African American Poetry (1870-1928): A Digital Anthology

Arna Bontemps, "Nocturne of the Wharves" (1928)

All night they whine upon their ropes and boom
Against the dock with helpless prows :
These little ships that are too worn for sailing
Front the wharf but do not rest at all.
Tugging at the dim, grey wharf they think,
No doubt, of China and of bright Bombay.
And they remember islands of the East,
Formosa, and the mountains of Japan
They think of cities, ruined, by the sea
And they are restless, sleeping at the wharf.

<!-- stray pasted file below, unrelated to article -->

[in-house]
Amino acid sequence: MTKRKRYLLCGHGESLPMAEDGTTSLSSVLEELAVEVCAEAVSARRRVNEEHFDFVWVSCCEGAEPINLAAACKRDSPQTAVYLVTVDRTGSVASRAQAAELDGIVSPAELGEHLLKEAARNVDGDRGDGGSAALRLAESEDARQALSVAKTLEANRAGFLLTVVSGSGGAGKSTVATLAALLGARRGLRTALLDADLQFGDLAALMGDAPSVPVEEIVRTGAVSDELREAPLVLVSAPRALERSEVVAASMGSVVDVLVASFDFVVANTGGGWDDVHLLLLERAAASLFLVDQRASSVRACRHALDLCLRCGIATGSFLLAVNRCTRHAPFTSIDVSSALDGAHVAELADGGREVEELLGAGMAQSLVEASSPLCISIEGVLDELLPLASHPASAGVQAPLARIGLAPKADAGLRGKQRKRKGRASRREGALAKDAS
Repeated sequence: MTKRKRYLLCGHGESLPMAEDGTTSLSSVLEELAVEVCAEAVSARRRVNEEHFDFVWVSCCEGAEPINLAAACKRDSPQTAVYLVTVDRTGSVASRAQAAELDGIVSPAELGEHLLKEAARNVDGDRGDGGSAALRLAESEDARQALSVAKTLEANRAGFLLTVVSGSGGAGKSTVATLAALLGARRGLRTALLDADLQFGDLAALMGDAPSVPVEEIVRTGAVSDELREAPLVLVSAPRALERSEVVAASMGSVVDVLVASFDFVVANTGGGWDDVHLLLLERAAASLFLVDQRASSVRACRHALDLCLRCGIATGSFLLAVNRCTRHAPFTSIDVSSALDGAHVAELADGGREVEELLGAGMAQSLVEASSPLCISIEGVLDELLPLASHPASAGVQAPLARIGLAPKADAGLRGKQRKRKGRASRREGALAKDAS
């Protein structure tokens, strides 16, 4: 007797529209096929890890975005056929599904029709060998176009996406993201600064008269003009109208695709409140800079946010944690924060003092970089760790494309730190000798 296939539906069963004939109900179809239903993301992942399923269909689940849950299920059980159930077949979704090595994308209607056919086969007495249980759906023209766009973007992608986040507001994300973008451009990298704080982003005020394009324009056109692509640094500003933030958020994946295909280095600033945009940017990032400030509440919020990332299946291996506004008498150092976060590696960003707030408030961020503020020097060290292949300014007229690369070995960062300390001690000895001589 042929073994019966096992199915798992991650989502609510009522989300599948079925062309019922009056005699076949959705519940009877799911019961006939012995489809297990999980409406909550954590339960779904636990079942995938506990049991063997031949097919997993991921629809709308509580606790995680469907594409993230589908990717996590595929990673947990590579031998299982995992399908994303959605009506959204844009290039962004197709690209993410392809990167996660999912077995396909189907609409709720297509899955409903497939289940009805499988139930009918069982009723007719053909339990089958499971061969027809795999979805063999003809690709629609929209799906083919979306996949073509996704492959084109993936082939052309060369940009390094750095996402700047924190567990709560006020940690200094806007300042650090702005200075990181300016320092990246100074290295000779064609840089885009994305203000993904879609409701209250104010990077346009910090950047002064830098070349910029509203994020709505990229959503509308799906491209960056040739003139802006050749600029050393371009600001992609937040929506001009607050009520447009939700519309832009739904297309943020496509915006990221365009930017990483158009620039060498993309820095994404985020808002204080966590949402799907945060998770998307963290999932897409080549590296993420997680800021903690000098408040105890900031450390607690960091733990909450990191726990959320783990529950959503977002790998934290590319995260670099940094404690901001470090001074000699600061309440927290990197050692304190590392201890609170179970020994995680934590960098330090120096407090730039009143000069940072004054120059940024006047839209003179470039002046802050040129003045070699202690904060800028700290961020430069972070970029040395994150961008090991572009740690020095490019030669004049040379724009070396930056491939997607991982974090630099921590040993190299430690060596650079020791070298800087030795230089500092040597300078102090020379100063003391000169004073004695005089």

Tugging at the dim, grey wharf they think
No less of Africa. An east wind blows
And salt spray sweeps the unattended decks.
Shouts of dead men break upon the night.
The captain calls his crew and they respond
The little ships are dreaming—land is near.
But mist comes up to dim the copper cast.
Mist dissembles images of the trees.
The captain and his men alike are lost.
And their shouts go down in the rising sound of waves.

* * * * * 

Ah little ships, I know your weariness
I know the sea-green shadows of your dream.
For I have loved the cities of the sea,
And desolations of the old days I
Have loved: I was a wanderer like you
And I have broken down before the wind.

Published in Carolina Magazine, May 1928

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